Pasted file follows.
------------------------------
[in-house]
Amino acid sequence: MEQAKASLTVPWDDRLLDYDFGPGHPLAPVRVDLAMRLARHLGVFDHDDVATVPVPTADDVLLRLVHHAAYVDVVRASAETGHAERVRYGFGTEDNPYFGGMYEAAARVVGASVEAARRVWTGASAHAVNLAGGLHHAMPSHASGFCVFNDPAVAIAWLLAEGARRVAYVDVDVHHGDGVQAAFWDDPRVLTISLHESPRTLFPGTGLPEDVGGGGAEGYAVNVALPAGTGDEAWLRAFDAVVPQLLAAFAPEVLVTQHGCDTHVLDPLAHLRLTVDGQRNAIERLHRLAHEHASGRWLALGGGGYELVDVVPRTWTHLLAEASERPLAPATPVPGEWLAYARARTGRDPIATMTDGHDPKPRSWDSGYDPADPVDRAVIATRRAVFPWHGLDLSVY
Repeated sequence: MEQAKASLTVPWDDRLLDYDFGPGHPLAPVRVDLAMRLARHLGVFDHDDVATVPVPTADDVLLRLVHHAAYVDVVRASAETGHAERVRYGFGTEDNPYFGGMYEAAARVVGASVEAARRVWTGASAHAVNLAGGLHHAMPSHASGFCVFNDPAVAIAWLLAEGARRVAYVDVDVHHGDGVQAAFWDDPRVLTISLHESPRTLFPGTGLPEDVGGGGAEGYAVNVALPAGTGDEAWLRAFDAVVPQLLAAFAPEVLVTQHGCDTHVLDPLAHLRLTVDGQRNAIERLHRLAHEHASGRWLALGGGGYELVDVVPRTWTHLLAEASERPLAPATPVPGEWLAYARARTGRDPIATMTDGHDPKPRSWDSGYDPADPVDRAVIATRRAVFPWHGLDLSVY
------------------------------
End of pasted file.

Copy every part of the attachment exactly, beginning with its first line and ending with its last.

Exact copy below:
[in-house]
Amino acid sequence: MEQAKASLTVPWDDRLLDYDFGPGHPLAPVRVDLAMRLARHLGVFDHDDVATVPVPTADDVLLRLVHHAAYVDVVRASAETGHAERVRYGFGTEDNPYFGGMYEAAARVVGASVEAARRVWTGASAHAVNLAGGLHHAMPSHASGFCVFNDPAVAIAWLLAEGARRVAYVDVDVHHGDGVQAAFWDDPRVLTISLHESPRTLFPGTGLPEDVGGGGAEGYAVNVALPAGTGDEAWLRAFDAVVPQLLAAFAPEVLVTQHGCDTHVLDPLAHLRLTVDGQRNAIERLHRLAHEHASGRWLALGGGGYELVDVVPRTWTHLLAEASERPLAPATPVPGEWLAYARARTGRDPIATMTDGHDPKPRSWDSGYDPADPVDRAVIATRRAVFPWHGLDLSVY
Repeated sequence: MEQAKASLTVPWDDRLLDYDFGPGHPLAPVRVDLAMRLARHLGVFDHDDVATVPVPTADDVLLRLVHHAAYVDVVRASAETGHAERVRYGFGTEDNPYFGGMYEAAARVVGASVEAARRVWTGASAHAVNLAGGLHHAMPSHASGFCVFNDPAVAIAWLLAEGARRVAYVDVDVHHGDGVQAAFWDDPRVLTISLHESPRTLFPGTGLPEDVGGGGAEGYAVNVALPAGTGDEAWLRAFDAVVPQLLAAFAPEVLVTQHGCDTHVLDPLAHLRLTVDGQRNAIERLHRLAHEHASGRWLALGGGGYELVDVVPRTWTHLLAEASERPLAPATPVPGEWLAYARARTGRDPIATMTDGHDPKPRSWDSGYDPADPVDRAVIATRRAVFPWHGLDLSVY